A “juicy” dilemma

This number string is inspired by an investigation (Comparing and Scaling, Investigation 1.2) from the Connected Math Project curriculum for 7th graders.  It can be used as a way to extend and solidify ideas that will develop as kids investigate, or it could be used to launch the task. In the investigation, students are asked to compare the following orange juice recipes, according to their “oranginess.”

Screen Shot 2015-12-11 at 4.00.13 PMIn our number string, we rely heavily on images of the juice recipe (or mixtures of water and concentrate) as a way to invite students to a) draw upon their mathematical intuition and b) reason about quantities in a proportional way without necessarily naming it as such. In other words, we are using the construct of “oranginess” as a way to reason about proportionality.

Start the conversation with kids about how juice can be made from a mixture (or combination) or frozen concentrate and water.  Let students tell the class what they already know (social knowlegde), including stories about when they have made juice or lemonade themselves.

Remind them, if necessary, that same container (or cup) is used to measure these quantities. That usually makes sense to kids who have either made juice (or lemonade) from concentrate or seen someone else do the same.

Next, you might say….

When making juice at home, some people in my house like the flavor really strong, really “orangey.”  And other people like the flavor not so strong, less “orangey.”

Using the recipe below, tell your partner two ways to make the flavor “more orangey” and two ways to make the flavor “less orangey.” How would you do it?

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Here, we hope kids talk about increasing (or decreasing) the cans of water and increasing (or decreasing) the cans of concentrate.

With that idea explored, you can begin to compare recipes:

So, which of these recipes would taste “orangier”? And how do you know?

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Kids should quickly reason either about the part-to-part relationship (concentrate to water) or about the part-to-whole relationship (water or concentrate to juice), but it is meant to be friendly so that we can build more complicated recipes from it.

Where it makes sense you can extend their ideas by saying things like:

So, one out of four parts (1/4) and two out of four parts (2/4) are not equivalent and won’t taste the same? Is that your idea? What do other people think? Are you convinced of this?

Then you might go here:

So, what about this one?

Screen Shot 2015-12-11 at 2.54.34 PM

Give kids a minute to think, though this recipe should also draw upon some mathematical intuition:

Renny:   The recipes are basically the same, except the second one has more water.

Jeremiah:   The second recipe will taste “more watery” or “more diluted” or “less orangey.”

Laila:   The one can of concentrate is mixed with 3 cans or water and 4 cans of water, so 3 cans of water makes it taste stronger or “orangier.”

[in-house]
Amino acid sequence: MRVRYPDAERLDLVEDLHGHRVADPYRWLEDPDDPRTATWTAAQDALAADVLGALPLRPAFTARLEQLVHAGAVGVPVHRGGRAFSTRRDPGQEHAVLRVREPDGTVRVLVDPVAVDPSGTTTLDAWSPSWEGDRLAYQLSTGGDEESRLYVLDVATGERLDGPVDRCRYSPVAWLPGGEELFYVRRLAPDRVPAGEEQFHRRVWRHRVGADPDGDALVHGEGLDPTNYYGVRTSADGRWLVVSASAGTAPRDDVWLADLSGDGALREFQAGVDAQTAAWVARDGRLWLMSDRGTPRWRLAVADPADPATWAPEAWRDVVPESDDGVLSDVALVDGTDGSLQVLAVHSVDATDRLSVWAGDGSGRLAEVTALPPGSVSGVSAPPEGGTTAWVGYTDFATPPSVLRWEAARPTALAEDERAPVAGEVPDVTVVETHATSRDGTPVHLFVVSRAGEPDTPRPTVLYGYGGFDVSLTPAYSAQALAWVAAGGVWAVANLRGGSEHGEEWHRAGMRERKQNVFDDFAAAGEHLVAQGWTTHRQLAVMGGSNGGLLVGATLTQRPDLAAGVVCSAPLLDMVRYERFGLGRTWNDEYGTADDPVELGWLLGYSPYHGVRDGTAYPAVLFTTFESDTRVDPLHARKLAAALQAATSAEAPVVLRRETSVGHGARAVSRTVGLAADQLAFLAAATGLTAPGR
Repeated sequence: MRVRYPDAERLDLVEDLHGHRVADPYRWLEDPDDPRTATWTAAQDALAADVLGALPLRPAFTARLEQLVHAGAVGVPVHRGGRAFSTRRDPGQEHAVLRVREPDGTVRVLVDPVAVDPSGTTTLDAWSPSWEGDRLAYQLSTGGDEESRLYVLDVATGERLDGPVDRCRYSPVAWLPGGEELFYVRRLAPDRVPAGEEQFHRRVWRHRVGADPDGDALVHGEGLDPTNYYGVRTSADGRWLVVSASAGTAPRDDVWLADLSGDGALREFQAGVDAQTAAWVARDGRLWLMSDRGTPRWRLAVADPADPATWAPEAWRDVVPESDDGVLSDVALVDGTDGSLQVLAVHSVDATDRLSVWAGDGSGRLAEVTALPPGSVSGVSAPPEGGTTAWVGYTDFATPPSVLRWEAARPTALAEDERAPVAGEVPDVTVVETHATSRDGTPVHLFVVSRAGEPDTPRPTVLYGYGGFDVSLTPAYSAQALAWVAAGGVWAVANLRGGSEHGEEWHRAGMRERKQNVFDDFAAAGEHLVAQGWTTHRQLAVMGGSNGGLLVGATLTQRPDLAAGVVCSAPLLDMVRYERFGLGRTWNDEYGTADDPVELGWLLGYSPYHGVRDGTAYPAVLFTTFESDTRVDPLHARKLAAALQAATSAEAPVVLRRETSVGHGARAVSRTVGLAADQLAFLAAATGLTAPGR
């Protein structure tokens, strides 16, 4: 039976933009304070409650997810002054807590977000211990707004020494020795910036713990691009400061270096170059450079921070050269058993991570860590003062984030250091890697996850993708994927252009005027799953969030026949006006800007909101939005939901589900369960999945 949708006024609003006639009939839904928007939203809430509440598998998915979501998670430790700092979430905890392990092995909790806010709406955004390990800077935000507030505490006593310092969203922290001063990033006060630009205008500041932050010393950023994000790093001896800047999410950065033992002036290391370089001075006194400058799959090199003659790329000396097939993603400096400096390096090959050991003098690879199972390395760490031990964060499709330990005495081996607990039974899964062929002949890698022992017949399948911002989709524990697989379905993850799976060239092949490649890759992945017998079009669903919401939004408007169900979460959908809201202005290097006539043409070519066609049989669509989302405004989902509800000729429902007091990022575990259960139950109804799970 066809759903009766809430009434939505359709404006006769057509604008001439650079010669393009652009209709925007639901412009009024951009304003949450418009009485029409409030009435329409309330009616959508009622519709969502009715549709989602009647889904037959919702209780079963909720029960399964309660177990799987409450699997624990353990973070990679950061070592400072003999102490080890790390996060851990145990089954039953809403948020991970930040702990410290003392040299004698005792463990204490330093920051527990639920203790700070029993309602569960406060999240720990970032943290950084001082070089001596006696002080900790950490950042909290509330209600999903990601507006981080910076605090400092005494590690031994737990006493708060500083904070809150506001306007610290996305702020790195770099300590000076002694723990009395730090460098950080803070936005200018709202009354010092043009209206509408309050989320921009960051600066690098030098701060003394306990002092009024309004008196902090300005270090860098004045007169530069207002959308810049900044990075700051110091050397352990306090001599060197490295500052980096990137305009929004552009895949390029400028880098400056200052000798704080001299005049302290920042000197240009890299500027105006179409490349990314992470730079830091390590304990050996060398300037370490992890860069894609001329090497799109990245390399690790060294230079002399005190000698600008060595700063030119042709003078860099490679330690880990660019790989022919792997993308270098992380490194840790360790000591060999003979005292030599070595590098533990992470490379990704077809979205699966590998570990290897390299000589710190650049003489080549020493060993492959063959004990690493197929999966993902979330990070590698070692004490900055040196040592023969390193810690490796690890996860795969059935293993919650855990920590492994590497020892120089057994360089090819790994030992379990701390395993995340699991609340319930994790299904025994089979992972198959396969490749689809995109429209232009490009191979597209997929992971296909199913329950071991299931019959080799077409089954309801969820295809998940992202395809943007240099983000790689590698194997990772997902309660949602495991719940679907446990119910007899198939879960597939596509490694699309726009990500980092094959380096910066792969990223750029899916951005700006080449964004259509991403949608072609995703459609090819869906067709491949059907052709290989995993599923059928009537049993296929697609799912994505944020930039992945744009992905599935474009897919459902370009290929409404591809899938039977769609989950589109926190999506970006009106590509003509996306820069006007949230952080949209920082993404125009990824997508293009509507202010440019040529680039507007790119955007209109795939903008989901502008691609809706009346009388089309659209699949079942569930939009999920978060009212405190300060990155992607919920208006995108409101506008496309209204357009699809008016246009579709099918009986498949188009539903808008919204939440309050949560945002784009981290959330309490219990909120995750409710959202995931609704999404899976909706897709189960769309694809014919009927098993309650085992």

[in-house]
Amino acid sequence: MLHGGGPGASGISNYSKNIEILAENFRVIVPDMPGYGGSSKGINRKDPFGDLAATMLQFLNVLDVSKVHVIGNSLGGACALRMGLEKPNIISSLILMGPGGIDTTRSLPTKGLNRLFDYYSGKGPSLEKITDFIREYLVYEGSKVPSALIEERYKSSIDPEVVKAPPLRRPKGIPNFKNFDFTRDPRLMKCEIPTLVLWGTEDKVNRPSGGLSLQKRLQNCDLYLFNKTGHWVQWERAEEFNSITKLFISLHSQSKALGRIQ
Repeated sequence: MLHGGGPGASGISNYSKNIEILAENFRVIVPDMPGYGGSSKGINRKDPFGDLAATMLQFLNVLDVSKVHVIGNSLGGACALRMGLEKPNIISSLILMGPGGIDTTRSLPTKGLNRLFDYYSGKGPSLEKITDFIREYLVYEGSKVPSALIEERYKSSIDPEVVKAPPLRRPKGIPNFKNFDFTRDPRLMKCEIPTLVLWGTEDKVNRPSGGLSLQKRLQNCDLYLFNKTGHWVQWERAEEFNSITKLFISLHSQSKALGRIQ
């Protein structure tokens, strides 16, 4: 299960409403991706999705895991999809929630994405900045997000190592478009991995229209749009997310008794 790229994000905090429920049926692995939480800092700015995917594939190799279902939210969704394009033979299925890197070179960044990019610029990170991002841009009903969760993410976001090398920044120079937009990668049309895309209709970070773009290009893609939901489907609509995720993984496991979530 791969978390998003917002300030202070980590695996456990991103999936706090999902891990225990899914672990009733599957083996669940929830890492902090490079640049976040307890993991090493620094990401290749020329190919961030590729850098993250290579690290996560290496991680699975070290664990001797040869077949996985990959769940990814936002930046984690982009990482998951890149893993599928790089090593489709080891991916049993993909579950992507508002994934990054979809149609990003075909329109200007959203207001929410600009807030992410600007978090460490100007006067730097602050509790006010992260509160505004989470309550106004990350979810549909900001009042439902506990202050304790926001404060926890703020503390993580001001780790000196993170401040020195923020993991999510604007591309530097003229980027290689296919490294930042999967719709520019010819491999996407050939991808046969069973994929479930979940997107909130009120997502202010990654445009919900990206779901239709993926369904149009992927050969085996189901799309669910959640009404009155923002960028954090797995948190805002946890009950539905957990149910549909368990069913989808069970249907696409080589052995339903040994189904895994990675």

Okay, what about this one? 

Screen Shot 2015-12-11 at 2.54.54 PM

You might hear:

Joanna:   The second recipe is 50/50 (50% water and 50% juice) but the first one is less than 50/50 (less than 50% concentrate in the entire mixture), so the first one is stronger. (using landmarks or benchmarks to compare)

Amaya:   The first recipe of 2 out of 6 parts concentrate, and the second one is 3 out of 6 parts concentrate. I know that 3/6 is greater than 2/6. (thinking about part-to-whole relationships)

Jonathan: So the first one is 2 to 4 and there’s a lot more parts of water for each concentrate. And the second one is 3 to 3, so there are like equal parts concentrate and water, like they are matched up, so that will taste “orangier.” (thinking about part-to-part relationships)

Listen for how students are thinking about the ratio — as part-to-part (concentrate to water) or as part-to-whole (water or concentrate to juice).

If it comes up, note the difference and chart kids’ ideas for the whole class to see:

Jonathan, do you hear how you are thinking about the recipe differently than Amaya? Everyone take a minute to describe how Amaya and Jonathan are thinking about the problem differently.  And decide if you are convinced by both of their claims. 

For the next two recipes you could still ask:

So, which of these recipes would taste “orangier”? And how do you know?

Or, you might change the question slightly to ask:

Would these two juices, when all mixed up, taste the same or different?  How do you know?

Screen Shot 2015-12-11 at 2.55.03 PM

And later….

Screen Shot 2015-12-11 at 2.55.18 PM

By doing so, you are subtly linking the idea of proportionality to the idea of taste.  In other words, when cooks and chefs make bigger or smaller batches of the same recipe they are scaling up or down the relationships between the ingredients proportionally so that the entire recipe tastes the same.

Throughout the conversation, promote the idea that students are making claims to convince each other (not you) of their ideas. Focus less on the construct of “right/wrong” and more of the idea of reasoning:

Are we convinced?  Could this be true?  Does it make sense to you?  What would it take to convince us?

You might also design a situation that gets at the heart of a major misconception, as we did here:

My friend Will thinks that if you have one recipe and you add equal parts of juice and concentrate to it, the flavor will essentially stay the same. What do you think of his idea?

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We are eager to hear how a number string like this unfolds in your class.  And how you design new strings from it as a result.

Many thanks to our colleagues at Wagner Middle School (MS 167) and MS 22 for helping us develop these ideas.



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